16 results

Irish in Britain: the subtle message is that you’re allowed to like it, but not too much; you can’t be getting notions about things being better across the Irish Sea. Illustration: Mark Harwood/Getty/ITPM

The ‘800 years of oppression’ thing is hard to shake I emigrated from Dublin in 2010. I work as a clinical psychologist in the NHS and live with my(...)

Dympna McGillen: ‘I felt very much part of an Irish culture in London. If I was asked, I probably would have said I felt more Irish than English.’

I am “London Irish” and proud. In recent years my nationality has led me to much self-questioning… “Can the London Irish really call themselves Iri(...)

Giles Newington with Hilary Fannin and  their sons Peter and Jacob, in Shandon, Cork in 2005. Photograph: Alan Betson

Growing up, I think I was not untypical in my Londoner’s ignorance of Ireland. I had gone to a school of 2,000 children and 160 nationalities, and alt(...)

Maeve Wallace: ‘Many of my fellow Irish-Londoners have now moved home, and conversations with those still here inevitably turn to the when and how of moving home.’

I’m what many would probably consider an “emigrant-lite”; by which I mean I’ve moved to London. Not Saskatchewan, not Perth. An entirely convenient an(...)

Anthea McTeirnan: ‘Growing up in Birmingham in a sea of Irish voices, I thought Ireland was a green nirvana. Having lived here for 26 years, I think it is unconscionable that the Irish State should stop women having an abortion here’

“I think being a woman is a bit like being Irish. Everyone says you’re important and nice, but you take second best all the same.” Iris Murdoch caugh(...)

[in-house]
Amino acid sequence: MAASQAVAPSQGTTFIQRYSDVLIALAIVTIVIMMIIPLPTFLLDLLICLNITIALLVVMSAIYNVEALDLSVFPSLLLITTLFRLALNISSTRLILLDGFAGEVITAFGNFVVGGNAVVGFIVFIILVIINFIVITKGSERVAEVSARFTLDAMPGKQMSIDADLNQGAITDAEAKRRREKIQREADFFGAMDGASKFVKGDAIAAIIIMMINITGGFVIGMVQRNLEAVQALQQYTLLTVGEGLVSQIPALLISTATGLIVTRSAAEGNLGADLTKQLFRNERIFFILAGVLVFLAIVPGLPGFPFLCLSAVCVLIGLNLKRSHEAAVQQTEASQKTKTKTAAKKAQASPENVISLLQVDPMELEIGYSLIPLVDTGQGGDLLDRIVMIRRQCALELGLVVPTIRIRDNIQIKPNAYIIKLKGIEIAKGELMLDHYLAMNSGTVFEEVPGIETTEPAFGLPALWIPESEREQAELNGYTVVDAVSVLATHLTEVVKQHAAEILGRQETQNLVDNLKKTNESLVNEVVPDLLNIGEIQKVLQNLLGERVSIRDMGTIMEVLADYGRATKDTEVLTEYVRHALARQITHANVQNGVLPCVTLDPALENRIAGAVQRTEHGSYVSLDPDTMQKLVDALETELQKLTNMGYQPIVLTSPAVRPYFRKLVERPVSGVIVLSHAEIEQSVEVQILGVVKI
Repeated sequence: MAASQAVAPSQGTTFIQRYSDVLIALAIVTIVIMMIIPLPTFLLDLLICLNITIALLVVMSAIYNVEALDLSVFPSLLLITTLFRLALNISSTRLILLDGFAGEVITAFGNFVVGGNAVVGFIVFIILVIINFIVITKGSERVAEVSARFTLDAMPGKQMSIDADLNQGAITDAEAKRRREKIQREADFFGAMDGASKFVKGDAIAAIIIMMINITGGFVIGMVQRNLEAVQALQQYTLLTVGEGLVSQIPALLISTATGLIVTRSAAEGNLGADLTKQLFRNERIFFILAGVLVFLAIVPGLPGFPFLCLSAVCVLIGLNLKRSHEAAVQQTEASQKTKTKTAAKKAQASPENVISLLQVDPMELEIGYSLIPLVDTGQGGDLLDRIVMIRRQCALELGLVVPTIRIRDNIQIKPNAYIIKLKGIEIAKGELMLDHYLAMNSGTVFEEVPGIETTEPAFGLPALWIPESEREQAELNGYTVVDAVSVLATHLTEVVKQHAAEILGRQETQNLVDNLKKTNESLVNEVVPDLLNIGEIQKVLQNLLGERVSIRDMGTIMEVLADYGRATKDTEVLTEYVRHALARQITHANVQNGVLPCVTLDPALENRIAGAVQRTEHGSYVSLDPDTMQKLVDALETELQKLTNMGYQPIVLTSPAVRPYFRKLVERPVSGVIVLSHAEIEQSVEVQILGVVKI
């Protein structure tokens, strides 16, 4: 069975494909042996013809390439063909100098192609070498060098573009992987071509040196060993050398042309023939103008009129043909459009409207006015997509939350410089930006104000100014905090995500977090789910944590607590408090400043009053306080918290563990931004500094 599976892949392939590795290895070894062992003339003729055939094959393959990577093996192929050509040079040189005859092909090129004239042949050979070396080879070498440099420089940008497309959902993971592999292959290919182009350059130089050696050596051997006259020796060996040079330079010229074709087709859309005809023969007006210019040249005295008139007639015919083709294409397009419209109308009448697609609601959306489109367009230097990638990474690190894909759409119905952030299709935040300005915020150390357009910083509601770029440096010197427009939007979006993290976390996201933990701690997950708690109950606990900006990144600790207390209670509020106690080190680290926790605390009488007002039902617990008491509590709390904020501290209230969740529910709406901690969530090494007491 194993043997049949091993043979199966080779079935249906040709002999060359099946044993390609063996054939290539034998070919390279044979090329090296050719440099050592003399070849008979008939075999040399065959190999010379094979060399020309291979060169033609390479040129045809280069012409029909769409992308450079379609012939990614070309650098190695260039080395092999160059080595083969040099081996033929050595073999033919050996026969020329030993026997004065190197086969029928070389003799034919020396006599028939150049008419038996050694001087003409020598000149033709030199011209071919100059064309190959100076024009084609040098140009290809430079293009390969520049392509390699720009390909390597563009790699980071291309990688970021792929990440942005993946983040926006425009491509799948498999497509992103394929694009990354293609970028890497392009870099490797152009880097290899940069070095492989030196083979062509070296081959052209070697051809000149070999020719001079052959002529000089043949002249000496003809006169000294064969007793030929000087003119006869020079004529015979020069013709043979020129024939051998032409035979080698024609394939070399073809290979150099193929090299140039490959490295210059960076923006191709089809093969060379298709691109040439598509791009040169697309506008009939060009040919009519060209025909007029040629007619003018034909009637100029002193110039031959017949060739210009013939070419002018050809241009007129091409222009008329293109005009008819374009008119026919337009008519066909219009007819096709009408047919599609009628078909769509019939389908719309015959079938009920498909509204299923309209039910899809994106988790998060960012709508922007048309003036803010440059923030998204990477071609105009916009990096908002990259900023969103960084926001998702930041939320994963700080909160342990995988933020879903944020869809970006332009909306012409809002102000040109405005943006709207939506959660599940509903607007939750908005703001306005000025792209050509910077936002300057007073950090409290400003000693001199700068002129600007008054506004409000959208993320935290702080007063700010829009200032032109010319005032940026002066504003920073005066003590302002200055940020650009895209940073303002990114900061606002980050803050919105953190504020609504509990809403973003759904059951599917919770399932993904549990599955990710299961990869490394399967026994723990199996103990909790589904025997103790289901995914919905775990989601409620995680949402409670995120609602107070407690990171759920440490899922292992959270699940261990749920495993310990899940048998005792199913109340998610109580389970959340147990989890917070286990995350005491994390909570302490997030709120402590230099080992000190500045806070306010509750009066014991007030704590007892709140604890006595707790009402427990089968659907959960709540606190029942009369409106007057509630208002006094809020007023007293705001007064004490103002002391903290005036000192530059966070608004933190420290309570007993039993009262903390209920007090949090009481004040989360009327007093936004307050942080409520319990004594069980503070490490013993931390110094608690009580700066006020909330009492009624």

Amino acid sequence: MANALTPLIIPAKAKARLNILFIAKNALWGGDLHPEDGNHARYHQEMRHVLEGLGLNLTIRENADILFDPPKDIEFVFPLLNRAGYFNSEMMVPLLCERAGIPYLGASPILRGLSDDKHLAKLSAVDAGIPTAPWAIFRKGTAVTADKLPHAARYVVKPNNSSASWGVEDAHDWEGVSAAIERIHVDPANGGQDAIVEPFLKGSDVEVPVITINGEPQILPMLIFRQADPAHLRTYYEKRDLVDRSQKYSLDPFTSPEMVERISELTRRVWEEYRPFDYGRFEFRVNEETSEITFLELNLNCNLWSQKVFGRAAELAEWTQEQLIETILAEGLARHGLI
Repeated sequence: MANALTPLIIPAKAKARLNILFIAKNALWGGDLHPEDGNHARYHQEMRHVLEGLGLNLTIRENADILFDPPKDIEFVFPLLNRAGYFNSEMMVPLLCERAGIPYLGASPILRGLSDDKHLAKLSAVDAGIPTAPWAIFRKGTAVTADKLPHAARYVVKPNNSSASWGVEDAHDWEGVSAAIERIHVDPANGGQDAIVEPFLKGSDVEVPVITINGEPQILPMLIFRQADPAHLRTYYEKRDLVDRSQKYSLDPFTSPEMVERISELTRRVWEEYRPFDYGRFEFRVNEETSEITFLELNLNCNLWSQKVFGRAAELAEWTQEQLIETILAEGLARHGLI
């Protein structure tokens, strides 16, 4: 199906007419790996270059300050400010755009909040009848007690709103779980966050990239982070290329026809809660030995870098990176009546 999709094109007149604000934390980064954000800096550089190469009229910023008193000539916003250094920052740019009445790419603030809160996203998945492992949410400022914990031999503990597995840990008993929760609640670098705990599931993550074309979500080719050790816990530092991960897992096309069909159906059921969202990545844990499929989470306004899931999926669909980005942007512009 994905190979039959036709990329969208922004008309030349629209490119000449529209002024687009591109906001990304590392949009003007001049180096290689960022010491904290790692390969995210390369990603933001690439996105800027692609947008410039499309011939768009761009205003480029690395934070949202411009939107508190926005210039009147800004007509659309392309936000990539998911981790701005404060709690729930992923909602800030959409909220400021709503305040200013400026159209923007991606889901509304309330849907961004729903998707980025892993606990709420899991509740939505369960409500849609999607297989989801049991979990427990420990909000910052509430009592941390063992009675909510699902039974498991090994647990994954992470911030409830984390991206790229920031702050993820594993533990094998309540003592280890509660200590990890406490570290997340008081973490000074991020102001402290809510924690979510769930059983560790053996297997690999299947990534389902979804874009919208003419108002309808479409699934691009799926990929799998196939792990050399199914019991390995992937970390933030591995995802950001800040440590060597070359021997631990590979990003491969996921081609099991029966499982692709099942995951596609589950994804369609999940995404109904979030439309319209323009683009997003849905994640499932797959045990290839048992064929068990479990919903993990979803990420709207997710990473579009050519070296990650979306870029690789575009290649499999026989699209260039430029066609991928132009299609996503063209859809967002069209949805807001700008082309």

Clare Doyle: ‘I thought the problem was over with the creation of the European Union, I found my nationality, I’m a European... Then there was Brexit.’

My parents left Ireland in the 1920s; after living in Brazil and Argentina, they came back briefly to Ireland, then moved to the United Kingdom. I was(...)

Dermot Morgan and Ardal O’Hanlon in  ‘Father Ted’,  which was first broadcast on  Channel 4

When President Michael D Higgins made his successful State visit to the UK in 2014, the Department of Foreign Affairs issued a cheerful press release.(...)

History changes but geography stays the same. The relationship between Ireland and Britain has been defined for many centuries by these truths – and b(...)

The Troubles generation was marked by an almost total collapse in the unionist sense of Irishness, which is usually explained as a reaction to republican violence. TREVOR MCBRIDE PICTURE©

The older I get, the more I realise how much of my British identity I owe to two unexpected sources: direct rule and television. This is a unique feat(...)

Queen Elizabeth in conversation wiht President Michael D Higgins during the State visit in 2014. Photograph: Getty Images

Last month’s murder of Arkadiusz Jozwik, a 40-year-old factory worker from Poland, in the Essex town of Harlow was just the most serious in a spate of(...)

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